Sorry, no update this week (Dec. 6). The format from Dec. 3 didn't lend itself to a blog post.
“Christ the King” Sunday doesn’t make everyone’s top ten lists of favorite images of Jesus. After all, most kings in the ancient world and many in some parts of today’s world are nothing like Jesus.
Many of them use their power for their own good, rather than the people’s welfare. They might remake laws according to their own desires or abuse their power against those who can’t fight back. Jesus, of course, is nothing like that. Jesus cares about people and uses his power to help them.
But Christ as the King of Kings, as the ruler and sovereign of all, is a real part of Christian teaching. The first Christian creed, or statement of belief, was probably, “Jesus is Lord.” So we have to come to terms with the idea, even if it doesn’t seem to fit as well as we might like.
Like I said, kingship in the ancient world was something that depended heavily on power and force. A king might inherit the throne from his father, uncle or brother, but he might also have taken it by overthrowing the old king. Even if he didn’t have to fight for it, he often had to hold power by force.
Some nations had legal systems that supported their kings, but many didn’t. In order to be king, a man had to claim to be the king. In order for his claim to stick, he had to have the force to back it up.
“I’m the king,” he might say.
“Who says?” other people might answer.
“Me and all my friends holding the sharp, pointy things.”
“At your service, Your Majesty.”
One reason Pilate asked Jesus if he was a king was to hear if Jesus would make the claim in his own words. He didn’t really care what Jesus answered, because he intended to use the answer for his own purposes. Pilate was trying to play some political games with the religious leaders who’d brought Jesus to him. They wanted something from him? Fine. Maybe he wanted something from them, too.
I’m sure he expected Jesus to deny what he said, because then Pilate could start his quid pro quo-ing with Jesus as well. After all, that’s the way it worked in his world.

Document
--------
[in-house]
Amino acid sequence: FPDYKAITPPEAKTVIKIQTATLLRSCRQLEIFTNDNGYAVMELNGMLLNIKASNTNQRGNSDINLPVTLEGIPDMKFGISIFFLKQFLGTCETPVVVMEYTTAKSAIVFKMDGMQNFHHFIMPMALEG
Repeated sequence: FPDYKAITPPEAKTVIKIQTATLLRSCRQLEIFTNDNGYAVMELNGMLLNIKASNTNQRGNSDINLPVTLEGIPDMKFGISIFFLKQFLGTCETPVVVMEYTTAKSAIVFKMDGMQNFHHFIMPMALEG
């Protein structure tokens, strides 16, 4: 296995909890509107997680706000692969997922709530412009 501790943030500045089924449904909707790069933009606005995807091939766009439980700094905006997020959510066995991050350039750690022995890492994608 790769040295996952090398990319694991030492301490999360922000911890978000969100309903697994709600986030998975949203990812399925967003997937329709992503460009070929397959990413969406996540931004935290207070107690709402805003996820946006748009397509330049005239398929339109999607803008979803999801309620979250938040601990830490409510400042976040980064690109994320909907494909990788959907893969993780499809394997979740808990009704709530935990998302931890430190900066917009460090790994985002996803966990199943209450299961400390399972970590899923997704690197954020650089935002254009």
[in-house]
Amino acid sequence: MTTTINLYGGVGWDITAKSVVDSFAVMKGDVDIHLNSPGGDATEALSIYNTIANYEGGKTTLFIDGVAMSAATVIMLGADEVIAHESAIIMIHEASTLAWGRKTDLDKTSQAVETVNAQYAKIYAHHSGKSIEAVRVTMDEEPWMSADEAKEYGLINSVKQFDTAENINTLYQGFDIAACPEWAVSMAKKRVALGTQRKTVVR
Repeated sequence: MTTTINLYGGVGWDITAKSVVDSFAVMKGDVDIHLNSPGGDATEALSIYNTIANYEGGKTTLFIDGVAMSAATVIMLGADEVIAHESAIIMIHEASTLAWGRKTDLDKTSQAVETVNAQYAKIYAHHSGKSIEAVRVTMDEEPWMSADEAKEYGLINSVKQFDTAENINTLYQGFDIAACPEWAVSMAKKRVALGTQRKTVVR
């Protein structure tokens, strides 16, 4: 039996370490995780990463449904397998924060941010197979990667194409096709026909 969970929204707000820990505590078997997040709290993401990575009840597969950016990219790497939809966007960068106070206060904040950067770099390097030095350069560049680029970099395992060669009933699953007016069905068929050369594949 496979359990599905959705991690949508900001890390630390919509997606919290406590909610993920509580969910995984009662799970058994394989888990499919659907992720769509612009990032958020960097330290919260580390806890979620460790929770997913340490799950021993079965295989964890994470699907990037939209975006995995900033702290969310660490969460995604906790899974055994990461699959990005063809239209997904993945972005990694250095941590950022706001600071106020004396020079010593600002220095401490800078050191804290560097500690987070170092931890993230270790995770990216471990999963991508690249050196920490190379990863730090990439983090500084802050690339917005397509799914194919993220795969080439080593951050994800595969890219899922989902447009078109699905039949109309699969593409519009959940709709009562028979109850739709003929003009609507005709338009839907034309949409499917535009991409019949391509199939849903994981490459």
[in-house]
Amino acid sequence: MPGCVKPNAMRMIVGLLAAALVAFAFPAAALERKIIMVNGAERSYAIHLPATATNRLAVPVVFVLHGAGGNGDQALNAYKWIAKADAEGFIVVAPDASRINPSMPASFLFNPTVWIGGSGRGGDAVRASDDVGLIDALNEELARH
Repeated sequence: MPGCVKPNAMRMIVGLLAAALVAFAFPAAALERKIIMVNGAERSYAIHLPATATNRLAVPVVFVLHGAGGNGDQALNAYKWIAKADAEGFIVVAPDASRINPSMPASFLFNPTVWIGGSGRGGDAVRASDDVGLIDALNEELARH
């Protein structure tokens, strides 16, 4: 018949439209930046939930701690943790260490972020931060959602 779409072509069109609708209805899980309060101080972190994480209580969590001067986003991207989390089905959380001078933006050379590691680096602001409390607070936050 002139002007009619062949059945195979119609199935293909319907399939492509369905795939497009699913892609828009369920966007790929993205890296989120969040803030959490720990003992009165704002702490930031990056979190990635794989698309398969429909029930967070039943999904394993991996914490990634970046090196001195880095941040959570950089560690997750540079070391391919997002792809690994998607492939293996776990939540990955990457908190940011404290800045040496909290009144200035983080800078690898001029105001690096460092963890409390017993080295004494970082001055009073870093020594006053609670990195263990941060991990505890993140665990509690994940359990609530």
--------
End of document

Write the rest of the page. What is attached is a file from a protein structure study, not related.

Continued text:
But Jesus won’t play Pilate’s game. His answer: “You say that I am.” We often read that with the “you” emphasized. What about this, though: Read it and emphasize the “say.”
Remember, Jesus doesn’t force people to acknowledge him or his authority. He won’t make them accept him as savior and even today, he won’t bully or dominate us. He is our Lord, but he will only be our Lord at our request.
The first step of that request is the acknowledgement Pilate almost makes. “You say that I am a king,” Jesus says. In Pilate’s world, that’s enough. If I acknowledge someone as king, I admit he has the power and I don’t. I describe a state of affairs that already exists, that I can’t do anything about.
But when I say Christ is King, I make a claim and a promise. I claim he’s my ruler, and then I promise to act like it. Because love fuels Christ’s kingship, my claim is worthless without my promise, and my promise only turns out to be worth how well I live up to it.
Christ the King came to serve and to save – and even then, he wouldn’t even force Peter to let him wash his dirty fisherman’s feet. We accept his service to us and in turn are accepted into his service, his work to bring the gospel to the world.
Is he the king? He turns the question back to us. “Am I?” he asks. The true answer has to come from us, again and again.